Finland is spoiled for choice when it comes to chocolate temptations. Blue Wings set out on a pre-seasonal mini-tour of three Finnish chocolate makers.
Located next to the factory where bread, porridge, biscuits, and of course chocolate are manufactured, the Fazer Experience Visitor Centre in Vantaa, Helsinki’s neighbouring city, offers a multisensory exhibition and introduction to the company. The 3D headsets and interactive games are ingenious, but it’s the chance to dip into giant tubes of their favourite cocoa-derived treats that generates the most excitement among younger visitors.
Fazerin Sininen – “Fazer Blue,” referring to the wrapper not the actual chocolate – is Finland’s best-known milk chocolate and one of the most emblematic Finnish products at any time of the year.
“Finns are very traditional when it comes to chocolate and Christmas,” says Liisa Eerola, Fazer’s director of confectionary communications and group partnerships. “The most popular Christmas products have remained the same –Fazer assorted chocolates in gift boxes, Green Jellies, boxes of Fazer Blue, Julia, Da Capo, and Geisha sweets.”
The brands are consistently popular, but sustainability is of growing concern for the environmentally aware customer and by 2017, Fazer aims to be able to trace the origin of all the cocoa they use with 100 per cent of the cocoa meeting the criteria for responsible production.
Fazer turns out 100 tonnes of chocolate daily from its Vantaa factory, but it also maintains the tradition of handmade delights at the Fazer café that opened 125 years ago in Helsinki at Kluuvikatu 3 and is still at the same site.
The next stop on the chocolate tour is to the shop and factory of pH7 in the small town of Tuusula, just to the north of Vantaa, which is a rising star of the smaller-scale Finnish chocolate scene.
I find pH7’s founder and director Toni Rantala preparing white chocolate Christmas snowmen and slabs of his “Design From Finland” Dark Milk brand. Rantala, whose pH7 product range also includes bread, cakes and other confectionery such as best-selling macaroons, is something of a chocolate purist.
“People are more aware of how much sugar they eat and chocolate doesn’t have to be really sweet,” he says, offering me a square. “Dark Milk is made to my own recipe, for modern tastes, using much less sugar, and with a 45.5 per cent minimum chocolate content.”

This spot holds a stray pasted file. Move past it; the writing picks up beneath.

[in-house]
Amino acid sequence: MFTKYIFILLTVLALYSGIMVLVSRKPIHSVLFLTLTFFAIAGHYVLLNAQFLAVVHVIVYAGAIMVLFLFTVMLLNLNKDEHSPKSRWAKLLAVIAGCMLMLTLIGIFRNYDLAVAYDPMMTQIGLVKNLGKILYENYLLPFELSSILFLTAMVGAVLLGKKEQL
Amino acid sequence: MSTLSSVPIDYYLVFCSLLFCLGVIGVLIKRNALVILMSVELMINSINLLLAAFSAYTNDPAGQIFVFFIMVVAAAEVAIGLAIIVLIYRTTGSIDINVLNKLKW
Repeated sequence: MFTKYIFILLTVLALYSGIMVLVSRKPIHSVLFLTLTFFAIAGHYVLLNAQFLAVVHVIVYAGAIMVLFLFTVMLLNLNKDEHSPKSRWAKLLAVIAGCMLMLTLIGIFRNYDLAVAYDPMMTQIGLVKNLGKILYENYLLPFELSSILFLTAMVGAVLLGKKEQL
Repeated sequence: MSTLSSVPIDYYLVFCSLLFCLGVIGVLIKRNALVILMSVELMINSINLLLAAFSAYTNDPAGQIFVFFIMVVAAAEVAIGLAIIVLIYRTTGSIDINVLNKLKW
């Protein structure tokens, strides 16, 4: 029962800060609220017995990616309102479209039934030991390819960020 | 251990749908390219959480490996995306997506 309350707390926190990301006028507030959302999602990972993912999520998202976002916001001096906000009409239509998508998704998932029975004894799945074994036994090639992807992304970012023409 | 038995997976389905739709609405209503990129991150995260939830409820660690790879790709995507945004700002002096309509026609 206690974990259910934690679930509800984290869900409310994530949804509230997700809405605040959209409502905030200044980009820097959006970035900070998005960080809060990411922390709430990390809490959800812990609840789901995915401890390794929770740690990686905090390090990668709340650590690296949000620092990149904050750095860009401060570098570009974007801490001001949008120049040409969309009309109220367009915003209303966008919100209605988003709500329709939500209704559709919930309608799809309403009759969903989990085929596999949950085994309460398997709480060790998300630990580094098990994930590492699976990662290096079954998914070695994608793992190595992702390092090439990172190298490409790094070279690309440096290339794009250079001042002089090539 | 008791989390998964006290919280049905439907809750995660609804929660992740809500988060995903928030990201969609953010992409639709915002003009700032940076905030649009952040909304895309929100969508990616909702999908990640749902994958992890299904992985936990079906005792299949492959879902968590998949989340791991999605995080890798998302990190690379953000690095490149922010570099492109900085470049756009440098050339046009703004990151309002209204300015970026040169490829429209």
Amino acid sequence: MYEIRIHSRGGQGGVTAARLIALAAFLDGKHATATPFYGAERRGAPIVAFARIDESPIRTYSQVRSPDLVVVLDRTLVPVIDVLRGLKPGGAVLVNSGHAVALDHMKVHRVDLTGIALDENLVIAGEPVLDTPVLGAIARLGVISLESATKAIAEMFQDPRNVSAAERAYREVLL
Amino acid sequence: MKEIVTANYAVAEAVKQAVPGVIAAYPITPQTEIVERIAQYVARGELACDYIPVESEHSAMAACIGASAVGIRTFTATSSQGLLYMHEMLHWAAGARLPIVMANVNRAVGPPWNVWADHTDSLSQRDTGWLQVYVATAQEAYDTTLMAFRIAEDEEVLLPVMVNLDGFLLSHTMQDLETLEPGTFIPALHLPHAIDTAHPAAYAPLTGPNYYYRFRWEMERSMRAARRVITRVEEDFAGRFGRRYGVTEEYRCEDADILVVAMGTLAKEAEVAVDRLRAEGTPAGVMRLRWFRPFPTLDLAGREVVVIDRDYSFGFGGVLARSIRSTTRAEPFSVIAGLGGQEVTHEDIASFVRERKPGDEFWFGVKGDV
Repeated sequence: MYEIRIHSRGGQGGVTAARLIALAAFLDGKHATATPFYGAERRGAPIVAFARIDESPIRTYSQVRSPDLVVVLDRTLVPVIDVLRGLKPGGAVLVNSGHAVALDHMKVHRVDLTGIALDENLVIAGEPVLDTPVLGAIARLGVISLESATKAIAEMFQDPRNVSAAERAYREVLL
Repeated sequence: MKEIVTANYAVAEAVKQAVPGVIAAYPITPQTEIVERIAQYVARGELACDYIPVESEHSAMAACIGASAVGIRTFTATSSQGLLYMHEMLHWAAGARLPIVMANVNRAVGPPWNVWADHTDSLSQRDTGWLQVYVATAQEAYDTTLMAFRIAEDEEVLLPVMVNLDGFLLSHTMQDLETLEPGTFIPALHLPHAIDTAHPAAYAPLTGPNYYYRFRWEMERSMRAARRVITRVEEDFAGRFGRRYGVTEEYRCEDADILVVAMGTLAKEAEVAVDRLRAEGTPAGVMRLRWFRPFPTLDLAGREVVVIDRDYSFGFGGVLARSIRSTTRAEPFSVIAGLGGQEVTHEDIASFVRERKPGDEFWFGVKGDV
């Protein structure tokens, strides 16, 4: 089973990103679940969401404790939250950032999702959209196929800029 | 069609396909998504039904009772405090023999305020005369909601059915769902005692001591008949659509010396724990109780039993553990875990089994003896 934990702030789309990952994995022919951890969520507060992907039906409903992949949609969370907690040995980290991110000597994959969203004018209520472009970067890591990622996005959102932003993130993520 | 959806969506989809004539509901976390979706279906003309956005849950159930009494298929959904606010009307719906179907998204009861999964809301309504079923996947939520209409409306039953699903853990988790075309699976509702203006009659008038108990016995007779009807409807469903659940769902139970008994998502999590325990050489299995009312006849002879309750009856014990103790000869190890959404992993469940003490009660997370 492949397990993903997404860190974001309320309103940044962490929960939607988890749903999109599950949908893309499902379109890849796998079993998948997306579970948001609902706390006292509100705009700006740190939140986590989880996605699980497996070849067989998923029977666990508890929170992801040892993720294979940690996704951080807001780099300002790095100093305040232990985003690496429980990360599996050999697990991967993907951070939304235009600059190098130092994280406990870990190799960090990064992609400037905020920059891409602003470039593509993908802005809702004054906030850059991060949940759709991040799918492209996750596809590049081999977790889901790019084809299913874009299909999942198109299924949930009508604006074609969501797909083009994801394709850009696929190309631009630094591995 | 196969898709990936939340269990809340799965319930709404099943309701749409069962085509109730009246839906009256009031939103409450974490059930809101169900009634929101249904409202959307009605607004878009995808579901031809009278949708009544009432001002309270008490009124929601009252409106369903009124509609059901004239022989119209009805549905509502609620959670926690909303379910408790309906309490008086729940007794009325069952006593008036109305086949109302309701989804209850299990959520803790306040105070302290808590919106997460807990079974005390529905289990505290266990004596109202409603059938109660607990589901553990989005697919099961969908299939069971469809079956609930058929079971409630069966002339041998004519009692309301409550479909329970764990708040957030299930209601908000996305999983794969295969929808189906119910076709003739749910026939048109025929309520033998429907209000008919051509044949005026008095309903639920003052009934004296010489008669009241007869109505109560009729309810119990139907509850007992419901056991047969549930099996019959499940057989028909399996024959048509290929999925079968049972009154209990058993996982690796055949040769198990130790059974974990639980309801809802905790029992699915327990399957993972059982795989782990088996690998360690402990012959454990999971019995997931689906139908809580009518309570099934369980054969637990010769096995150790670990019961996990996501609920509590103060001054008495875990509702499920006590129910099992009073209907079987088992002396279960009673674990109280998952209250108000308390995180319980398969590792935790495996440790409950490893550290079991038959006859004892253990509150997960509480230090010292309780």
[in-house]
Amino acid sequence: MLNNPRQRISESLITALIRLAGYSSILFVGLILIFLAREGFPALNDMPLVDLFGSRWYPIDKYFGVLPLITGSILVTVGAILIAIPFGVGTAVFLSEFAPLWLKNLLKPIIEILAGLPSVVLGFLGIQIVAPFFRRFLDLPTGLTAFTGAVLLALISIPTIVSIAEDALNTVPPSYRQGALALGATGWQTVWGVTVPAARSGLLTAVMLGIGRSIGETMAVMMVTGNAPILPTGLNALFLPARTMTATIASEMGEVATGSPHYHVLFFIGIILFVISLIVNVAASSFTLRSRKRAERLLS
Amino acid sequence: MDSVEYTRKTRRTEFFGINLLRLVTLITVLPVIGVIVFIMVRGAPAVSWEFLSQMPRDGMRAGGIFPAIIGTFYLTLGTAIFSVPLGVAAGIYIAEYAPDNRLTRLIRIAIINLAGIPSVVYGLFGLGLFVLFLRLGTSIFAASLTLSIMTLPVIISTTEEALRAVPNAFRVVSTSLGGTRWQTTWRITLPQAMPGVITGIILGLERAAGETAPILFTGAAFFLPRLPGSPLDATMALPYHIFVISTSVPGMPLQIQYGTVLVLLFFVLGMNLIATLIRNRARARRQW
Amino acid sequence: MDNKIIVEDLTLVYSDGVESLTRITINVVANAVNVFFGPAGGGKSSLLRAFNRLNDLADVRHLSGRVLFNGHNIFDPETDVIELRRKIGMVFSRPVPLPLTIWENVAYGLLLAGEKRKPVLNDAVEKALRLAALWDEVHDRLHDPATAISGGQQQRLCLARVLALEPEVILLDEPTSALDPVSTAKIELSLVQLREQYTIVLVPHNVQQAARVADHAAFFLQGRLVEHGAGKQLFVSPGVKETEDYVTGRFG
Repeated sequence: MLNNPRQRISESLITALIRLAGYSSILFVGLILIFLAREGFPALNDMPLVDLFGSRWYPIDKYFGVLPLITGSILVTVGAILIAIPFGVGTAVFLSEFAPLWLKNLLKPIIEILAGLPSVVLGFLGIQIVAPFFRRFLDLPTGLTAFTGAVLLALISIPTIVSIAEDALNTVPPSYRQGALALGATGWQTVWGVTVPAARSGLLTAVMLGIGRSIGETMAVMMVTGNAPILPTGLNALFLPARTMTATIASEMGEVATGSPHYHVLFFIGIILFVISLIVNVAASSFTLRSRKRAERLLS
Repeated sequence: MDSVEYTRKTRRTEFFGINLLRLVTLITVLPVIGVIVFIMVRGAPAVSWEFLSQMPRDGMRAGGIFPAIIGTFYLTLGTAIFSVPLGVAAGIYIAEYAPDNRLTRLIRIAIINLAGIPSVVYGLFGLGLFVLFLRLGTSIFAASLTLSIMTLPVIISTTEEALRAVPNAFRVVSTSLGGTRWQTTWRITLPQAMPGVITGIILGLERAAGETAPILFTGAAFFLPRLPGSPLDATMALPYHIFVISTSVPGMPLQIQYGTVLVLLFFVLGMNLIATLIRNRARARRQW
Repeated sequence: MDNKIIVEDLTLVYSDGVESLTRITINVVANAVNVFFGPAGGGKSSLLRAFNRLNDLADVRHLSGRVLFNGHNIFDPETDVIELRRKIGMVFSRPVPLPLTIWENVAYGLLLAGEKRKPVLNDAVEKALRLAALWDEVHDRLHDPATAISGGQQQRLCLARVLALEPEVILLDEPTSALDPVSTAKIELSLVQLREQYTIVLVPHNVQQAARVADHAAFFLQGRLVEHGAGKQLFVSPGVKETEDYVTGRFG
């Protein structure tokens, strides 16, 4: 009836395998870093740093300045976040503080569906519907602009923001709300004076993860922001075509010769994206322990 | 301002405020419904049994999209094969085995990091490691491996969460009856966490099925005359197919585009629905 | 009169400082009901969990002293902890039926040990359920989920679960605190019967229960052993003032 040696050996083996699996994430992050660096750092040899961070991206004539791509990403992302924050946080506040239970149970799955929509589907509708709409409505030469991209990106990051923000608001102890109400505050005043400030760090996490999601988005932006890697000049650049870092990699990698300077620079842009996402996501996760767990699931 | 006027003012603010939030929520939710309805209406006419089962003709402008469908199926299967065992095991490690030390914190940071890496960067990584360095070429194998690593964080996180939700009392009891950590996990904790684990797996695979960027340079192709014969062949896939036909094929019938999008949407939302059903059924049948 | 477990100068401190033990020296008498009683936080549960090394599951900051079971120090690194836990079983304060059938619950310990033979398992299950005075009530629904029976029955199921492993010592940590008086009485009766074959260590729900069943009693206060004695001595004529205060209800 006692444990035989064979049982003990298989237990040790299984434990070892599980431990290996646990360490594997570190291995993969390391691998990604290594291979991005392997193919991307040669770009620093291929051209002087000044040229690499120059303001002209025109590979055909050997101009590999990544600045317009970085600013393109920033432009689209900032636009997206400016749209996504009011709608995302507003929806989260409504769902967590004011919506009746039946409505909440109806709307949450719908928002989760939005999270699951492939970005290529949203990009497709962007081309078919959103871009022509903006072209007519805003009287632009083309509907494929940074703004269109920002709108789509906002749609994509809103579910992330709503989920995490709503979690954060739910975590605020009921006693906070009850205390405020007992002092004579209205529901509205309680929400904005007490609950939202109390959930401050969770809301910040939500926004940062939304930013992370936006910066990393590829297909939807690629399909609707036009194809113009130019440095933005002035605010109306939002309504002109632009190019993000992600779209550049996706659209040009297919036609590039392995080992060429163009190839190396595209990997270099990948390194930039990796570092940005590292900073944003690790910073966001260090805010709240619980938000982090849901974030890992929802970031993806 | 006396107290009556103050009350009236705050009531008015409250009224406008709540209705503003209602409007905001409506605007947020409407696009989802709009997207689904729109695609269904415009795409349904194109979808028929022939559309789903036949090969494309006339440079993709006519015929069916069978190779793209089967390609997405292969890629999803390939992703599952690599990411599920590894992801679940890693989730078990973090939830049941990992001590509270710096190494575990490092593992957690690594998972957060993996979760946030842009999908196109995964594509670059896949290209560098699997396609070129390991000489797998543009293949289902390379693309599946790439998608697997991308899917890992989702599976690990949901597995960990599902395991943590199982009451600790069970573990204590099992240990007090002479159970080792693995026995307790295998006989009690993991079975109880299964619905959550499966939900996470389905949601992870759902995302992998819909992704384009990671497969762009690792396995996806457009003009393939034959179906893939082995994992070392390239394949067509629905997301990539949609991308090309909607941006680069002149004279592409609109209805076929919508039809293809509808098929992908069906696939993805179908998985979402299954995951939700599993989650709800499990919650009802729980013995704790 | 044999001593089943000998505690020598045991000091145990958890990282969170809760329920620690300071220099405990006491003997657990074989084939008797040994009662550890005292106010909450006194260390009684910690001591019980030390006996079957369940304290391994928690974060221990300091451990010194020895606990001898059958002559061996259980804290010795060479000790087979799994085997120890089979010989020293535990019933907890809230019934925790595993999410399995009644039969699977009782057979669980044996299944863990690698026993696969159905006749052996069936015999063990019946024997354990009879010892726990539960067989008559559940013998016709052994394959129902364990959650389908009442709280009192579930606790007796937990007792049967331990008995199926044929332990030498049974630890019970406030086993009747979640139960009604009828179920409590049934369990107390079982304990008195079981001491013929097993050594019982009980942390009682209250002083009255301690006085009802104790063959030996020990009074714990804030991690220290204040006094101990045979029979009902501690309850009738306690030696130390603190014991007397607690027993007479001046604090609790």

Rantala is proud of his title of Chocolate Ambassador of Finland, one of a distinguished global club of 55 appointed by the Belgian Callebaut manufacturer of couverture, the cocoa butter-rich material used as a raw material by chocolate makers. He’s also the coach of the Finnish National Pastry team and expects the pH7 store in Helsinki’s Ateneuminkuja to do a brisk trade this holiday season. Production may be on a much smaller scale than at Rantala’s competitor down the road in Vantaa, but the demand for his “craft chocolate” is more than he can currently satisfy.
The third and final stop entails a visit to the wooden Old Town of Porvoo, whose quaint cobbled lanes, offbeat boutiques, and snug cafés are the perfect Christmas backdrop. It’s also the home of another chocolate favourite, the Brunberg truffle. Brunberg’s roots date back to 1871 and its oldest product is the Alku caramel fudge which made its debut more than a century ago and which is still a stalwart on special Finnish occasions. I position myself strategically close to the truffle sample box as I chat to Pauliina Piela, a sales assistant at Brunberg’s Old Town shop (there is a second outlet at the factory a couple of kilometres away).
“Christmas is of course the busiest time,” she confirms. “And the Brunberg truffle is certainly the most popular product, along with the ‘Kiss’ chocolate coated marshmallows and our liquorice.” She lets me sample a new line in cinnamon-flavoured caramel which she is confident will be a Christmas favourite, along with a gingerbread chocolate bar. The shop, she says, has also become a must-stop on the tour itineraries of Asian and other tourist groups visiting Porvoo.
Text and photos by Tim Bird
This article is published in the December 2016 issue of Blue Wings.